They start out as little seeds, only a little bigger than the head of a pin.  We plant them down cellar, cold and damp, under the grow lights.  After a few weeks, we transplant them to bigger pots and bring them outside on the shady deck.  The plants are taken in, or covered with an old sheet, or left alone, depending on the weather.  Finally, they are planted deep in the turned-over, well-composted ground, caged, and mulched with straw.

Our 30 or so plants yielded over 4 bushels before succumbing to a cruel fungus.  When in season, I eat tomatoes with abandon, like apples only more so.  But there is no way we two gardeners, the favorite son,  and our friends can eat that many tomatoes.  So I put the rest up.

I’m lazy, so I do it the easy way.

Don’t peel them, just cut them up (skins, seeds, and all) and put aside the ugly bits.  Add about a teaspoon of salt, 1/4 cup sugar, and cook on low for hours (3 or 4?).  Stir in a can of organic tomato paste.

If there a big bits left, they will break down during cooling.

Since I mostly cook for only the favorite son and me, I like quart size freezer bags. We don’t like left overs much.

I expect to have 40 or so quarts.  During the non-gardening months, I will make sauce for noodles, chili, and lentils with tomatoes.  And I hope to discover new staple recipes.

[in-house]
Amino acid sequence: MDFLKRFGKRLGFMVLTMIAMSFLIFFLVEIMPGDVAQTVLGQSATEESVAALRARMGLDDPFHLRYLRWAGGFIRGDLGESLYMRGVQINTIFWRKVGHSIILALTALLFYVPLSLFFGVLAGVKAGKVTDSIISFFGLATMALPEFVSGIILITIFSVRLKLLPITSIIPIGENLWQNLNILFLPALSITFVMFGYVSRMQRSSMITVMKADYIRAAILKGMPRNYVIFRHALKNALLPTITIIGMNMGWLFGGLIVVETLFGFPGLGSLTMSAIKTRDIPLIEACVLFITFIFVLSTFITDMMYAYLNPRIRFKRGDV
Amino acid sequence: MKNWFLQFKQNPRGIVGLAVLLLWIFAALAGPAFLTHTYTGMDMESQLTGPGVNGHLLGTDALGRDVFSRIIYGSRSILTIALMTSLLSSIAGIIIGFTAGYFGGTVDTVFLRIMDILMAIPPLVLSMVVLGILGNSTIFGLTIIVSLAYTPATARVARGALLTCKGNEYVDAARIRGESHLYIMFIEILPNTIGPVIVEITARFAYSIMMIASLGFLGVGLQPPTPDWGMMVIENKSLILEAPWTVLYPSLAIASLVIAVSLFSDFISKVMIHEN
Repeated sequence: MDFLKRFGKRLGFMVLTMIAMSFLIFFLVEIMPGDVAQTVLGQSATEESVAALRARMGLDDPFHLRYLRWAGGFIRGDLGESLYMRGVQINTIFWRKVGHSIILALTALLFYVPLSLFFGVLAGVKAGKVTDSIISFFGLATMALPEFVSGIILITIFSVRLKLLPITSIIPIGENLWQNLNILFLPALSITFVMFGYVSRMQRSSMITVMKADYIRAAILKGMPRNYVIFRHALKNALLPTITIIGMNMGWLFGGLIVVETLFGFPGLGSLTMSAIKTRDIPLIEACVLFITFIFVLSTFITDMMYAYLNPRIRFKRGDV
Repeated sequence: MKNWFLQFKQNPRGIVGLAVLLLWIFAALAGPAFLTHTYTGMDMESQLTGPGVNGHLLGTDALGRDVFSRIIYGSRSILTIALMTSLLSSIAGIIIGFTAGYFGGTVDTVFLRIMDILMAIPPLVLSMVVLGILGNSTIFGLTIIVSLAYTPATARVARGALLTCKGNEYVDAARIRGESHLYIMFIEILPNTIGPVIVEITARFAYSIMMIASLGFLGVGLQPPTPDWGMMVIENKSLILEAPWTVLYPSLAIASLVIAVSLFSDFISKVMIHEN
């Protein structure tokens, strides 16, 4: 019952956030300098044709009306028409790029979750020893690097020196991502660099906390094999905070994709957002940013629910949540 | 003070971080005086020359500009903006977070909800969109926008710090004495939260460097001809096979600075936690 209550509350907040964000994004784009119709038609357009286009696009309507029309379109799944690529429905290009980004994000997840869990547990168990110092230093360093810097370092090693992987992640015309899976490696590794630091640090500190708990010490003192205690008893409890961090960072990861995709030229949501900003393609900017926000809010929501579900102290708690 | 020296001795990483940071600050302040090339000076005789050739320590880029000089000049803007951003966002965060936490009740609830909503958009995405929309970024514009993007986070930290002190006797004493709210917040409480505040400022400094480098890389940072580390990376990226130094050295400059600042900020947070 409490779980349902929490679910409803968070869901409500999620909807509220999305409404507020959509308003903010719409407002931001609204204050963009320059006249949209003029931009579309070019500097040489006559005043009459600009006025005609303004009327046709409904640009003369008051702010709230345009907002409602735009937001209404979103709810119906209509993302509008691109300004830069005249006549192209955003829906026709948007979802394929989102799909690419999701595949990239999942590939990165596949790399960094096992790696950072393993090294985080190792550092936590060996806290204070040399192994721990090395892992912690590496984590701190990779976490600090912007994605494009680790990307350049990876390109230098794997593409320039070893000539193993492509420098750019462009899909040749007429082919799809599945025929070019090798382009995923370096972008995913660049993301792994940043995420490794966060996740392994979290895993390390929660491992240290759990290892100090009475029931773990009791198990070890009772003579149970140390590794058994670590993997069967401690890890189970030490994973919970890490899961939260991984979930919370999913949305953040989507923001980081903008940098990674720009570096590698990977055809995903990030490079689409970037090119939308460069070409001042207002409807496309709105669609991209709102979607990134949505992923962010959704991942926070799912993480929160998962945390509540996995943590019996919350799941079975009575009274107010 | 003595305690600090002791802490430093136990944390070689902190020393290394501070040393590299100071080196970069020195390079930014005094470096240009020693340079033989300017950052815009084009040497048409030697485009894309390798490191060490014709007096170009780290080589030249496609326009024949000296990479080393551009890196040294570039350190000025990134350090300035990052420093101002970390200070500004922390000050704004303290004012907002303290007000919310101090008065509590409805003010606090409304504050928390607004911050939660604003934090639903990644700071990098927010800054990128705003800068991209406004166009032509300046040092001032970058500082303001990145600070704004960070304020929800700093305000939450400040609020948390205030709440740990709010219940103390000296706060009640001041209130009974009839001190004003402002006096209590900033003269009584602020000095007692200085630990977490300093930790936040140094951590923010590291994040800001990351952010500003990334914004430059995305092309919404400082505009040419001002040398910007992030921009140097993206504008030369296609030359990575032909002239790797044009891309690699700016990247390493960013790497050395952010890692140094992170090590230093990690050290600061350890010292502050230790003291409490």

My gardening partner keeps asking, “Will we have a garden next year, with the favorite son going off to college and all?”

I don’t know.

Probably, at least one more year.

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3 Responses to Toe-Mae-Toe

  1. My problem with leaving the skin on is that it’s tough stringy when I use the sauce, so I’ve been going through that whole labor-intesive thing of blanching, cooling, and squeezing. I take it, though, that your method does not leave bits of inedible peel?

    • patti says:

      Hey Karin! Maybe we just don’t notice? Or maybe because of the slow cooking, both before freezing and when using in recipes, they disappear? I’ll try to notice when I start using them and let you know.

  2. jo(e) says:

    I freeze tomatoes the same way. I mostly use them for soup, so I don’t really notice the skins once they’re mixed in with all the other veggies.

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